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Light counteracts microgravity alterations in plant proliferating cells

Citation

Medina, F. Javier; Manzano, Aránzazu (2022), Light counteracts microgravity alterations in plant proliferating cells, Dryad, Dataset, https://doi.org/10.5061/dryad.63xsj3v23

Abstract

Premise: Light and gravity are fundamental cues for plant development. In space, without gravity, understanding the role of a light stimulus is key for enabling plant acclimation to extraterrestrial environment. Here we tested the hypothesis that the alterations caused by the absence of gravity in root meristematic cells can be counteracted by light.

Methods: Seedlings of Arabidopsis thaliana wild type and two mutants of the essential nucleolar protein nucleolin (nuc1, nuc2) were grown in simulated microgravity, either under a white light photoperiod, or under continuous darkness. Key parameters of cell proliferation (cell cycle regulation) and cell growth (ribosome biogenesis), as well as of auxin transport, were measured in the root meristem using in situ cellular markers and transcriptomic methods, compared with a 1g control.

Results: The incorporation of a photoperiod regime has been sufficient to attenuate or suppress the effects caused by gravitational stress at the cellular level in the root meristem. In all cases, parameters recorded from samples receiving light stimuli in simulated microgravity were closer to 1g values than those obtained from samples grown in darkness. Differential results were obtained in the two nucleolin mutants.

Conclusions: Light signals may totally or partially replace gravity signals, significantly improving plant growth and development in microgravity. Despite that, molecular alterations are still compatible with the expected acclimation mechanisms that should be better understood. The differential sensitivity of nuc1 and nuc2 mutants to gravitational stress points to new strategies to produce more resilient plants to travel with humans in new extraterrestrial endeavors.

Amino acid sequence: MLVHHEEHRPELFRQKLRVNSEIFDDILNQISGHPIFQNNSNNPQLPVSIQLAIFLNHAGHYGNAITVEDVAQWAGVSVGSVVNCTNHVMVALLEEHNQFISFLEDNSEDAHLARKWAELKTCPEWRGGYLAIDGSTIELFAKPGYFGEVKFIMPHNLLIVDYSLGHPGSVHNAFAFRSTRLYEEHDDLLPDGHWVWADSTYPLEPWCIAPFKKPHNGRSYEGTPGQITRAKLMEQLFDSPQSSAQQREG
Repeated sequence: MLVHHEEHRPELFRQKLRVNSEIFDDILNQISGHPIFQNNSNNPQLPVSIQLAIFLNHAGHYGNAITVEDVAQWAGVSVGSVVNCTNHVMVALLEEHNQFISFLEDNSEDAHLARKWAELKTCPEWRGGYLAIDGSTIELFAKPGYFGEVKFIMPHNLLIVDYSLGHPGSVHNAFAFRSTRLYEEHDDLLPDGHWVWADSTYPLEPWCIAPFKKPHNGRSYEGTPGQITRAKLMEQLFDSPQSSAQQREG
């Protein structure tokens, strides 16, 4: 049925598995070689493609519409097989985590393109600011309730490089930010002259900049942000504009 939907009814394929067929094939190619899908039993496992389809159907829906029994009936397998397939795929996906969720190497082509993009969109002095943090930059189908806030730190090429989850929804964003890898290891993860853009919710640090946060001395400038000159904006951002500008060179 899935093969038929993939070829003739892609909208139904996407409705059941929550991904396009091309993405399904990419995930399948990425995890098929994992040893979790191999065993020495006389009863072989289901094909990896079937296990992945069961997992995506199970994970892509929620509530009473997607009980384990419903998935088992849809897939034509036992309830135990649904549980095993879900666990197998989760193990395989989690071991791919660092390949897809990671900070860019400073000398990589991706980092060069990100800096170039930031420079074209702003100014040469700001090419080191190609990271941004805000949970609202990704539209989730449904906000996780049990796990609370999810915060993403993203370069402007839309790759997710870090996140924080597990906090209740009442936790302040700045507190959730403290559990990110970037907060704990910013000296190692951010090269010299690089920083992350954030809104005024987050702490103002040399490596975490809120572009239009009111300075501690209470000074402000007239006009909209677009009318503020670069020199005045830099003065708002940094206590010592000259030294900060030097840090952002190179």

Methods

Seedlings of Arabidopsis thaliana wild type and two mutants of the essential nucleolar protein nucleolin (nuc1, nuc2) were grown in simulated microgravity, either under a white light photoperiod, or under continuous darkness. Key parameters of cell proliferation (cell cycle regulation) and cell growth (ribosome biogenesis), as well as of auxin transport, were measured in the root meristem using in situ cellular markers and transcriptomic methods, compared with a 1g control.

Statistical analyses of data were performed using SPSS 22.0 software (IBM). First, we checked the population's normal distribution (Shapiro-Wilk Test for n<20 or Kolmogorov-Smirnov Test for n>20) and their homoscedasticity (Levene Test).

Quantitative variables description was performed using mean and standard deviation values. Mean values were compared using the Student`s t-test for independent samples (normal distribution and homoscedasticity) or by non-parametric U Mann-Whitney-Wilcoxon Test (non-normal distribution). All statistical analyses were carried out by comparing, for each lighting regime, the simulated microgravity experimental condition with respect to its corresponding 1g control, in plants of the same genotype. As a general rule, differences between samples were considered significant for a bilateral probability value, p, lower than 0.05 (p-value<0.05); however, a more stringent probability value (p<0,0125) has been also applied, with the purpose of reducing the chance of false positives in the four comparisons (Appendix S6). In addition, a two-way ANOVA test is provided as supplementary material (Appendix S7). This factorial variance analysis was carried out following a univariate (general linear model) procedure, defining as dependent variables each measured parameter and as fixed factors (categorical independent variables) the light and the gravity.

Funding

Agencia Estatal de Investigación, Award: RTI2018-099309-B-I00